Have you ever wanted the order of your data sorted differently based on some condition? You could do it by coding multiple cursors or creating dynamic SQL. Here is a way to do it with static SQL and only one cursor.
When I stumbled upon this tip I was actually trying to build the order by clause in a host variable and construct the host variable based on some program logic. I couldn't get that to work correctly, so I tried the method I described in my tip and it worked. I had never seen this in a book before.
There may be more efficient ways of doing this, since you are bringing back extra data in your result set. However, this is definitely a way of writing the SQL and limiting your logic to one cursor. I ran this on DB2 version 7.
You have the following table:
Name - Char(25) Addr - Char(30) SSN - Integer Age - Smallint Rec-Type - Char(2)The requirement is that your query must return all the information on the table in a certain order.
If the parameter provided is "CH", this indicates that the records being selected are children and must be returned in name/address order.
If the parameter provided is "AD", this indicates that the records being selected are adults and must be returned in SSN/NAME order.
If the parameter provided is "SC", this indicates that the records being selected are senior citizens and must be returned in AGE/SSN order.
Here is the way that this can be done with one cursor:
WS-PARM is the variable that indicates the type of data we are selecting.
DECLARE CURSOR Select Name, Addr, SSN, Age, CASE :WS-PARM WHEN 'CH' THEN NAME WHEN 'AD' THEN DIGITS(SSN) WHEN 'SC' THEN DIGITS(AGE) END, CASE :WS-PARM WHEN 'CH' THEN ADDR WHEN 'AD' THEN NAME WHEN 'SC' THEN DIGITS(SSN) END FROM TABLE WHERE REC_TYPE = :WS-PARM ORDER BY 5,6The Case statements create two additional columns which are the fifth and sixth columns. Based on the type of data, different values will be in those columns. The important thing to remember is that these columns must contain the same type of data, but not necessarily the same length.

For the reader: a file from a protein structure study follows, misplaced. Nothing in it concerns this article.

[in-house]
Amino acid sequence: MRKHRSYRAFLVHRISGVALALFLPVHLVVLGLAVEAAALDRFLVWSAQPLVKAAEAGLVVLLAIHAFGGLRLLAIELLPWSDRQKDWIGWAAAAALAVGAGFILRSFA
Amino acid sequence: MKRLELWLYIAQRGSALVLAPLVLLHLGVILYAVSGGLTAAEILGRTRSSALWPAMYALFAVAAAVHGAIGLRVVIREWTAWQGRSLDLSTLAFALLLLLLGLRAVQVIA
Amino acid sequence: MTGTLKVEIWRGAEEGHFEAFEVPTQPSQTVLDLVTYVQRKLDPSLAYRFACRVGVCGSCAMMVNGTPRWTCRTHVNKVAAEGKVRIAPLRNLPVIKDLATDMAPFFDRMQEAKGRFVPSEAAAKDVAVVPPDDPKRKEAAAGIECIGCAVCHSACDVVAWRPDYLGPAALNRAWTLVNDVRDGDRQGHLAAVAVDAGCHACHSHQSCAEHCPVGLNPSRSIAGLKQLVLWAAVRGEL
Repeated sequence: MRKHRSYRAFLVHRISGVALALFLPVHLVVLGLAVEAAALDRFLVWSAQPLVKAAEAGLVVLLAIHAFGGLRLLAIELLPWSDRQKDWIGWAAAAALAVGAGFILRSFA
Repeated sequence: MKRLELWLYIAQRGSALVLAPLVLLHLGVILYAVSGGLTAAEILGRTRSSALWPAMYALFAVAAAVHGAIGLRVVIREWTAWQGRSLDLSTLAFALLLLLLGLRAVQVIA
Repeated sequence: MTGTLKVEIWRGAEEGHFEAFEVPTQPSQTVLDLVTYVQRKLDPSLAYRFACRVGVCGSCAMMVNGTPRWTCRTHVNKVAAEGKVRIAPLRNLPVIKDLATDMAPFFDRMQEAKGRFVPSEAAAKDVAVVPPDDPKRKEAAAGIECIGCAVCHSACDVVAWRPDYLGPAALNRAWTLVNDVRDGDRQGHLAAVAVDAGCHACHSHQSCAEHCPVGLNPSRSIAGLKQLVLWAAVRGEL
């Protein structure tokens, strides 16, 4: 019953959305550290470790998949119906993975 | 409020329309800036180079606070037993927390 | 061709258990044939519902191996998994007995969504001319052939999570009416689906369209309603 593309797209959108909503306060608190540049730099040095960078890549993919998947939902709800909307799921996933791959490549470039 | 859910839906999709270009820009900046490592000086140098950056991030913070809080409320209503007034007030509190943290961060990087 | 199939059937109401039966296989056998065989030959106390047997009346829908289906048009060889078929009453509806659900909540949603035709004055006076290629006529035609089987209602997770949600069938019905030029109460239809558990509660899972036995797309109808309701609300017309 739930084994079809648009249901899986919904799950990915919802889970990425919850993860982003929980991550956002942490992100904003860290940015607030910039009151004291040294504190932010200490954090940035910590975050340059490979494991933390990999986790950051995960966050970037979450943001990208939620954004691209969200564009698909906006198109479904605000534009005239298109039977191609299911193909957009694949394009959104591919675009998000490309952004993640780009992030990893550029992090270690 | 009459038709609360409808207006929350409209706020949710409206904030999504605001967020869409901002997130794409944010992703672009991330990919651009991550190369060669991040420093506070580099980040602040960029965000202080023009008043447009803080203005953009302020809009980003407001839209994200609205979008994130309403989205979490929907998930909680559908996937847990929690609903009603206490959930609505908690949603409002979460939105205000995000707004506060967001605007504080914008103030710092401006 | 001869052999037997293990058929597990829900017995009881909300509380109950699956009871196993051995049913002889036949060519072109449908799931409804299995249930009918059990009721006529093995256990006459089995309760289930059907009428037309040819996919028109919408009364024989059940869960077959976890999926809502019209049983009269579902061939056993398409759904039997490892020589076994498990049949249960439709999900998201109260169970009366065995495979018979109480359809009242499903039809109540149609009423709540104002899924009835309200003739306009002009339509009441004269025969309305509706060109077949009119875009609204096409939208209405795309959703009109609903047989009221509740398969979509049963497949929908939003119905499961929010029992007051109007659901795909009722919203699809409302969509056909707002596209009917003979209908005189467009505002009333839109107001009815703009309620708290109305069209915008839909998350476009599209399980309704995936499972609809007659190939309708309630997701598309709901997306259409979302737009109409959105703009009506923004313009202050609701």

The DIGITS function was used to convert the numeric columns to alphabetic. It doesn't matter if the NAME, ADDR, SSN, or AGE is chosen in the column because it is always returning a character value.
When you code the FETCH for the cursor and are setting up HOST VARIABLES for the fifth and sixth columns, you will always want the host variable to be big enough to hold the longest value that can be in the column.
For the fifth column in this case, that would be the NAME. Your host variable should be 25 characters in length.
For the sixth column, the longest field would be the ADDR field. You would want that host variable to be 30 characters in length.
You now have the ability to sort the same data in multiple ways without multiple cursors or dynamic SQL.
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